President Bush refers to himself as a wartime president, and he has shown resolve not to back down on the battlefield. But the budget he released this week waves a flag of surrender in another war, the 40-year "war on poverty."
The budget announces cuts of 28% -- or $1.4 billion -- from our arsenal of critical social programs. The largest and most vital to Los Angeles is the Community Development Block Grant. As more cities draw on poverty-fighting grants each year, Los Angeles' allocation has steadily decreased, from $88.6 million in 2003 to $82.7 million this year. Under the proposed cuts, our allocation would plummet by at least $15 million.
Alongside previously proposed cuts to Section 8 housing assistance, these reductions send a stark message to the country's poor, its elderly and its urban youth: You're no longer our problem.
In Los Angeles, these grants pay for after-school programs, home repairs for the elderly in blighted neighborhoods and intervention programs for youth on the brink of joining or already in gangs. They spur economic development projects and fund outreach to the homeless.
Now the president wants to cut these groups off from the prospects of economic recovery. That represents a radical departure from a nation's commitment to its most vulnerable citizens.
In the prosperous decades after World War II, the nation found too many Americans still without access to decent housing, education and economic opportunity. Later, from President Johnson's declaration of a war on poverty in 1964 to the expansion of federal anti-poverty programs under presidents Nixon, Ford and Carter, a national consensus emerged supporting the federal government's power and duty to alleviate disenfranchisement and powerlessness in our poorest urban and rural areas. Even President Reagan, a conservative hero, expanded block grants.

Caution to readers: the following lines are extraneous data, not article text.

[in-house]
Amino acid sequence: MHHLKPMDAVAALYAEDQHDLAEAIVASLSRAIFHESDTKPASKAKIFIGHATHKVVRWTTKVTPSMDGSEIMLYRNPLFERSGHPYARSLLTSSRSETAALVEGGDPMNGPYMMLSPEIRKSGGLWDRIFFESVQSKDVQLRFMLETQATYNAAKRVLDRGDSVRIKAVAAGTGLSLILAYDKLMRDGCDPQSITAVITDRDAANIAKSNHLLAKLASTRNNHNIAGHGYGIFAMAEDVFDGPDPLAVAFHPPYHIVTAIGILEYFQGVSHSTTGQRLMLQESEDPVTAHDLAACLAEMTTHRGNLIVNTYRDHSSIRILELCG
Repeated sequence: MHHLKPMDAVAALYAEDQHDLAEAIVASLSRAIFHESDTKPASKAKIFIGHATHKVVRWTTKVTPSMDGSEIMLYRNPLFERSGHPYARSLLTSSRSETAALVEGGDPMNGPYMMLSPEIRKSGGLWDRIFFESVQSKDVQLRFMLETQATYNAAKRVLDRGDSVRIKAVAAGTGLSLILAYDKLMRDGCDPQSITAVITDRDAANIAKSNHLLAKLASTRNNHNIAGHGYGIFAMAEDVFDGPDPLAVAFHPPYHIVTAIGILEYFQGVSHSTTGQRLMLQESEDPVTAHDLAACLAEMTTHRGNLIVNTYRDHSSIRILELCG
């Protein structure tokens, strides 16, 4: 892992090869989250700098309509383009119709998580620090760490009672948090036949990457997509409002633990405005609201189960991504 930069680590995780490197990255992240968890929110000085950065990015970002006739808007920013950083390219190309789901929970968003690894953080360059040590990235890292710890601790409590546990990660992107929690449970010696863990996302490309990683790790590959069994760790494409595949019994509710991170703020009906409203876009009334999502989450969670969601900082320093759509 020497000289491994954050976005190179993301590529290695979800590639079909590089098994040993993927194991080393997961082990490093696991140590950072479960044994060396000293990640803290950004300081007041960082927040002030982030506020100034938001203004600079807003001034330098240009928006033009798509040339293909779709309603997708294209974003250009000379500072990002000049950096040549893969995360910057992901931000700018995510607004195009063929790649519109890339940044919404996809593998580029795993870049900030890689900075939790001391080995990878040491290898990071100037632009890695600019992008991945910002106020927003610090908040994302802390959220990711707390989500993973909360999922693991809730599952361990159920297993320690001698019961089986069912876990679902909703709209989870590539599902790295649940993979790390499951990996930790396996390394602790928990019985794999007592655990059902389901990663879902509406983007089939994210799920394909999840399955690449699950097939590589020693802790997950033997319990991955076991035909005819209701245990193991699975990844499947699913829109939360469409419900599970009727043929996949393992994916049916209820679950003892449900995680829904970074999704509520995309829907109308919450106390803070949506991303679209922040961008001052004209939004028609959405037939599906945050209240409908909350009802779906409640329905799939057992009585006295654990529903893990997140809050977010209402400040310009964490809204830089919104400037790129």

The programs Bush intends to cut enjoy bipartisan support in Congress: Conservatives often favor block grants, which allow local governments to set their own agenda to fight poverty. Federal officials have suggested that the cuts are intended to hold local governments "more accountable." The Department of Housing and Urban Development already conditions grants on oversight and meeting exacting standards.
Even more perverse, the president himself has called the country's attention to causes that his own budget abandons. His State of the Union address admirably underscored the fight against gang violence. But the organizations that struggle to do what Bush called "giving young people, especially young men in our cities, better options than apathy, or gangs, or jail" rely on block grant funds.
The president has also sworn to end homelessness in a decade, but block grants finance the city and county's homeless services and make up 20% of the city's Affordable Housing Trust Fund.
New ideas are welcome in the struggle against poverty. Fiscal discipline will be necessary to balance an overstretched budget. But this budget attempts neither. The war on poverty has suddenly become a war on the poor.